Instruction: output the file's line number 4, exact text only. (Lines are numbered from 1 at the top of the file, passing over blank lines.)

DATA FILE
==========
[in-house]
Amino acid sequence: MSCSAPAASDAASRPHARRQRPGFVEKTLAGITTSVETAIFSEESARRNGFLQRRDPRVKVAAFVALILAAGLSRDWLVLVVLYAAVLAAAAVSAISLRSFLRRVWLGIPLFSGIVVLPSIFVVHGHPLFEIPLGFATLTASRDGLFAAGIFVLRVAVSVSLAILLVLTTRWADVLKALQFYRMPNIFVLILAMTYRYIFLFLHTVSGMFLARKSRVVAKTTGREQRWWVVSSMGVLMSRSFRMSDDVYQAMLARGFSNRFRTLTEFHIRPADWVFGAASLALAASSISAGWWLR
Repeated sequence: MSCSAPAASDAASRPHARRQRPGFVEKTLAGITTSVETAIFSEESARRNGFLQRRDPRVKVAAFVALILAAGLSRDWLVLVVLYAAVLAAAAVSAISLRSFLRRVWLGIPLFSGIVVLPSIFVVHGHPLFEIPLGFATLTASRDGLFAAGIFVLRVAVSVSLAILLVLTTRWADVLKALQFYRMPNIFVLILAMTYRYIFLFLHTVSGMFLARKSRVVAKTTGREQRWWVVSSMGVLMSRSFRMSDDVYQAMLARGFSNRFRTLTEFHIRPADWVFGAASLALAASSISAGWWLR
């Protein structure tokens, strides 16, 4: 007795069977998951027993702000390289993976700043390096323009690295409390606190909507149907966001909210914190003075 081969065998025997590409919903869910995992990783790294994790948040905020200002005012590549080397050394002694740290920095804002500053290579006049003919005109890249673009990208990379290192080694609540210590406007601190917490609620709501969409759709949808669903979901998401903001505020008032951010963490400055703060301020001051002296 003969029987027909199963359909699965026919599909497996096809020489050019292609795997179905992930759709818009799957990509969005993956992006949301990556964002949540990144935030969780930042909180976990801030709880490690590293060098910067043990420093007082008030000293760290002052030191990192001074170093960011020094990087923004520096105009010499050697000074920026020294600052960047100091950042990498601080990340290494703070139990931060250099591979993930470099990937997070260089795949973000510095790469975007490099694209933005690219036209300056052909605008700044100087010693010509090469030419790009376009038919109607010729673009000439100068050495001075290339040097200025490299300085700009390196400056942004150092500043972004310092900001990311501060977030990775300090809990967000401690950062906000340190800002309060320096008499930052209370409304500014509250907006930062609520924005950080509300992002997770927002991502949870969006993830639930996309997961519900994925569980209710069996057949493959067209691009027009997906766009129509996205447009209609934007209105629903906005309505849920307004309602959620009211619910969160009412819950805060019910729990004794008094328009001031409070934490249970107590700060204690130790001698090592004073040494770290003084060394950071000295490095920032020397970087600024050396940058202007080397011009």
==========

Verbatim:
């Protein structure tokens, strides 16, 4: 007795069977998951027993702000390289993976700043390096323009690295409390606190909507149907966001909210914190003075 081969065998025997590409919903869910995992990783790294994790948040905020200002005012590549080397050394002694740290920095804002500053290579006049003919005109890249673009990208990379290192080694609540210590406007601190917490609620709501969409759709949808669903979901998401903001505020008032951010963490400055703060301020001051002296 003969029987027909199963359909699965026919599909497996096809020489050019292609795997179905992930759709818009799957990509969005993956992006949301990556964002949540990144935030969780930042909180976990801030709880490690590293060098910067043990420093007082008030000293760290002052030191990192001074170093960011020094990087923004520096105009010499050697000074920026020294600052960047100091950042990498601080990340290494703070139990931060250099591979993930470099990937997070260089795949973000510095790469975007490099694209933005690219036209300056052909605008700044100087010693010509090469030419790009376009038919109607010729673009000439100068050495001075290339040097200025490299300085700009390196400056942004150092500043972004310092900001990311501060977030990775300090809990967000401690950062906000340190800002309060320096008499930052209370409304500014509250907006930062609520924005950080509300992002997770927002991502949870969006993830639930996309997961519900994925569980209710069996057949493959067209691009027009997906766009129509996205447009209609934007209105629903906005309505849920307004309602959620009211619910969160009412819950805060019910729990004794008094328009001031409070934490249970107590700060204690130790001698090592004073040494770290003084060394950071000295490095920032020397970087600024050396940058202007080397011009």